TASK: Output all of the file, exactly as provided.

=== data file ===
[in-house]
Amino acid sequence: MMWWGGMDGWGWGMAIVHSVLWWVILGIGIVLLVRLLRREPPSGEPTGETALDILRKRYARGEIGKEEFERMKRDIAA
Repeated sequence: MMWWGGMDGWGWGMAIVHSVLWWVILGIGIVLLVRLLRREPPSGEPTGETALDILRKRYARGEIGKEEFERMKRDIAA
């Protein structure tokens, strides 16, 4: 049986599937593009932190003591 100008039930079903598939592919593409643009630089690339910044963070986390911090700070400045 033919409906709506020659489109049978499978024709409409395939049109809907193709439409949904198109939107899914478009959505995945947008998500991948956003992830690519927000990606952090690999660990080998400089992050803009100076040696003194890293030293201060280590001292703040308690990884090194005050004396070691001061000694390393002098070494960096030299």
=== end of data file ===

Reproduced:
[in-house]
Amino acid sequence: MMWWGGMDGWGWGMAIVHSVLWWVILGIGIVLLVRLLRREPPSGEPTGETALDILRKRYARGEIGKEEFERMKRDIAA
Repeated sequence: MMWWGGMDGWGWGMAIVHSVLWWVILGIGIVLLVRLLRREPPSGEPTGETALDILRKRYARGEIGKEEFERMKRDIAA
């Protein structure tokens, strides 16, 4: 049986599937593009932190003591 100008039930079903598939592919593409643009630089690339910044963070986390911090700070400045 033919409906709506020659489109049978499978024709409409395939049109809907193709439409949904198109939107899914478009959505995945947008998500991948956003992830690519927000990606952090690999660990080998400089992050803009100076040696003194890293030293201060280590001292703040308690990884090194005050004396070691001061000694390393002098070494960096030299």